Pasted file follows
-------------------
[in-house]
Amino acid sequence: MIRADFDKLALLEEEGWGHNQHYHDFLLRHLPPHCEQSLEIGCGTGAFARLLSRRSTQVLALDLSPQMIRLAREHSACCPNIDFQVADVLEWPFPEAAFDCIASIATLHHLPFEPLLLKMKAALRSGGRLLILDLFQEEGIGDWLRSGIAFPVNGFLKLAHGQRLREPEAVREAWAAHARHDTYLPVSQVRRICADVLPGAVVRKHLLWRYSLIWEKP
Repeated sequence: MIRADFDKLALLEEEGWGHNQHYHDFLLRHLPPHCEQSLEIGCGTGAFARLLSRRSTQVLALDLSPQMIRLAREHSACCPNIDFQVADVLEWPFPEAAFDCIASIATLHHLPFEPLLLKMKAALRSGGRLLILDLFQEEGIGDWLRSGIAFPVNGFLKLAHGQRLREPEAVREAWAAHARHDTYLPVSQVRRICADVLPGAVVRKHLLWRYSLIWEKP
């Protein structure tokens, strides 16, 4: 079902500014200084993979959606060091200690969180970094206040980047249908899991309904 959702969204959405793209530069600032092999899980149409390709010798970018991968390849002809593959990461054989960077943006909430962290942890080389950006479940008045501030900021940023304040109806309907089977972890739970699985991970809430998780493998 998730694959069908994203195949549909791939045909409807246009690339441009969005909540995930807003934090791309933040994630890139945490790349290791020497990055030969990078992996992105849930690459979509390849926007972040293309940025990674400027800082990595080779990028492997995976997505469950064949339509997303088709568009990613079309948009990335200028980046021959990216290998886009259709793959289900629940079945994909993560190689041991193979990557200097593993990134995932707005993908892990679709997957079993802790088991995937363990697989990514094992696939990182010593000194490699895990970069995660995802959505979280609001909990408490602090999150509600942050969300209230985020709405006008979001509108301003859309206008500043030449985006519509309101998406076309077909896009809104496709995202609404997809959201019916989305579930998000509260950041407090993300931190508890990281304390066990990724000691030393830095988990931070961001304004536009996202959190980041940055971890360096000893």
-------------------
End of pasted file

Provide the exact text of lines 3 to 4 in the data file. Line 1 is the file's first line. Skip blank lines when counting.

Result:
Repeated sequence: MIRADFDKLALLEEEGWGHNQHYHDFLLRHLPPHCEQSLEIGCGTGAFARLLSRRSTQVLALDLSPQMIRLAREHSACCPNIDFQVADVLEWPFPEAAFDCIASIATLHHLPFEPLLLKMKAALRSGGRLLILDLFQEEGIGDWLRSGIAFPVNGFLKLAHGQRLREPEAVREAWAAHARHDTYLPVSQVRRICADVLPGAVVRKHLLWRYSLIWEKP
């Protein structure tokens, strides 16, 4: 079902500014200084993979959606060091200690969180970094206040980047249908899991309904 959702969204959405793209530069600032092999899980149409390709010798970018991968390849002809593959990461054989960077943006909430962290942890080389950006479940008045501030900021940023304040109806309907089977972890739970699985991970809430998780493998 998730694959069908994203195949549909791939045909409807246009690339441009969005909540995930807003934090791309933040994630890139945490790349290791020497990055030969990078992996992105849930690459979509390849926007972040293309940025990674400027800082990595080779990028492997995976997505469950064949339509997303088709568009990613079309948009990335200028980046021959990216290998886009259709793959289900629940079945994909993560190689041991193979990557200097593993990134995932707005993908892990679709997957079993802790088991995937363990697989990514094992696939990182010593000194490699895990970069995660995802959505979280609001909990408490602090999150509600942050969300209230985020709405006008979001509108301003859309206008500043030449985006519509309101998406076309077909896009809104496709995202609404997809959201019916989305579930998000509260950041407090993300931190508890990281304390066990990724000691030393830095988990931070961001304004536009996202959190980041940055971890360096000893």